Long-term treatment with low-dose aspirin seems to reduce the risk of breast cancer in women with diabetes, according to Taiwanese research published in the Journal of Women’s Health.

Researchers retrospectively analysed 148,739 women with diabetes aged, on average, 63.3 years. Of these, 27,378 were taking low-dose aspirin (75-165mg daily). Overall, using aspirin reduced the risk of breast cancer by 18 per cent after allowing for age and co-morbidities.

Taking a cumulative dose of aspirin exceeding 88,900mg over a mean of 8.5 years reduced the risk of breast cancer by 47 per cent compared to non-users. Low (<8,600mg) and medium (8,600-88,900mg) cumulative doses of aspirin did not significantly reduce breast cancer risk. The incidence of breast cancer seemed to decline after one year of aspirin use.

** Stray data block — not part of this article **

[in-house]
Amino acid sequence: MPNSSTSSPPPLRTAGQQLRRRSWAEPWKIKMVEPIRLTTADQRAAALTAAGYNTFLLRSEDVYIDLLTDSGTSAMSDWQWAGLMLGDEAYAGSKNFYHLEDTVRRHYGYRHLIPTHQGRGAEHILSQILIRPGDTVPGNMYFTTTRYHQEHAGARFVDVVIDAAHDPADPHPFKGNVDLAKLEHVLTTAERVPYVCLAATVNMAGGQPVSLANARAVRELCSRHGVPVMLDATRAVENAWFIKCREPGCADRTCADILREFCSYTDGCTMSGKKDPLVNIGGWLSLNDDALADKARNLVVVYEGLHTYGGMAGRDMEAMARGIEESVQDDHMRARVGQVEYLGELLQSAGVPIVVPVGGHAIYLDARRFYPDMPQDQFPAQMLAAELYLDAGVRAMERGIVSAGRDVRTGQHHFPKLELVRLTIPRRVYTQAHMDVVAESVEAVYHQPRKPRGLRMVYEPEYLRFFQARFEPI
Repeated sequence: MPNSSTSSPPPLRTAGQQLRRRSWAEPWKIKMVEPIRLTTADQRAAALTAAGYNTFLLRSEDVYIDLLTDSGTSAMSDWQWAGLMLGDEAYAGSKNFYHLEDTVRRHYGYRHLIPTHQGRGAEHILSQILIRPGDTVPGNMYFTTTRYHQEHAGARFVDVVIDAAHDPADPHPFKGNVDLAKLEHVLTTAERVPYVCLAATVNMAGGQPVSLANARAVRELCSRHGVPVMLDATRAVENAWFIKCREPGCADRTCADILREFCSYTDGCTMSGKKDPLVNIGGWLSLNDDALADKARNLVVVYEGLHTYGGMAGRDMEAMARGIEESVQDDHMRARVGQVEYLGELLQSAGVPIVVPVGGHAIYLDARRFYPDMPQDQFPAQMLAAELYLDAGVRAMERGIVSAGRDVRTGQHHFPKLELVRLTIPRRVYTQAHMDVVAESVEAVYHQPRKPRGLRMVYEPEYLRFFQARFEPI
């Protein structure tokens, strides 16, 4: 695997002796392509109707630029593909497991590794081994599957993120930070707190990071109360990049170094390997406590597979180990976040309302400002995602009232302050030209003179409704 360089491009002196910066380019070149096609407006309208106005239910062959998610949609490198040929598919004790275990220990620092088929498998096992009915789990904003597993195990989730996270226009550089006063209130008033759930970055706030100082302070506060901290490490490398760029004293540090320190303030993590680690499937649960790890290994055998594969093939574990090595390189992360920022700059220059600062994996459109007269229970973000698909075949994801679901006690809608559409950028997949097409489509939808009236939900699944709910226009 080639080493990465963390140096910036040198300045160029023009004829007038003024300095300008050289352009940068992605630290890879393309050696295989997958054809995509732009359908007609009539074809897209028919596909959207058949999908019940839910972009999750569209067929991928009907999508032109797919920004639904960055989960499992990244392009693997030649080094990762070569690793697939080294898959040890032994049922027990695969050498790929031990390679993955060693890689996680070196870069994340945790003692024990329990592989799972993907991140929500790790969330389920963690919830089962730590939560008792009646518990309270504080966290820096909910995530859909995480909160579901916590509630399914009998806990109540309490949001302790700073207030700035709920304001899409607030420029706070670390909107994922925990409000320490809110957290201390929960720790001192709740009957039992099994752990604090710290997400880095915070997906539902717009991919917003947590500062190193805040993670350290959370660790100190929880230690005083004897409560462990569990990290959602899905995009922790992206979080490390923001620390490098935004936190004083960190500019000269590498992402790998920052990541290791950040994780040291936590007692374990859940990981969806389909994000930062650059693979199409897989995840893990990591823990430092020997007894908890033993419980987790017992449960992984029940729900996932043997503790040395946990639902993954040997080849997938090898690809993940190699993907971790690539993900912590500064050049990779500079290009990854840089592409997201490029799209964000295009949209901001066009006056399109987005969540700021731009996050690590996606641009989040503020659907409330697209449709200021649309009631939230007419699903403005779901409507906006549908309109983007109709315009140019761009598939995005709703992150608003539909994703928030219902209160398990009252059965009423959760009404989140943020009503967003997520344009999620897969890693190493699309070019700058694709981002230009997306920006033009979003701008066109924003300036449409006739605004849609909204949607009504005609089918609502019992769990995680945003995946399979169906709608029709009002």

Additional studies need to confirm these findings, say the authors.

DOI:10.1089/jwh.2016.6040

Originally Published by Pharmacy Magazine

Recommended

Scenario: BNF interactions update

An email about changes to the interactions section in the BNF has worried Vicki, the pharmacy technician...

Dealing with diabetes

Charles Gladwin looks at pharmacy’s public health role in diabetes and considers the opportunities around diabetes r...

Popular

Lloyds Pharmacy Summer Placements 2018

Our paid 6 week summer placement will provide you with the opportunity to showcase your potential and gain hands-on expe...

Walking in a pharmacy wonderland

The stress of Christmas, cold, dark weather and festive frivolities can mean people are more susceptible to illness at t...

Advances in pharmacy innovation showcased in Wales

The importance of innovation in pharmacy practice is being explored today as the Royal Pharmaceutical Society in Wales h...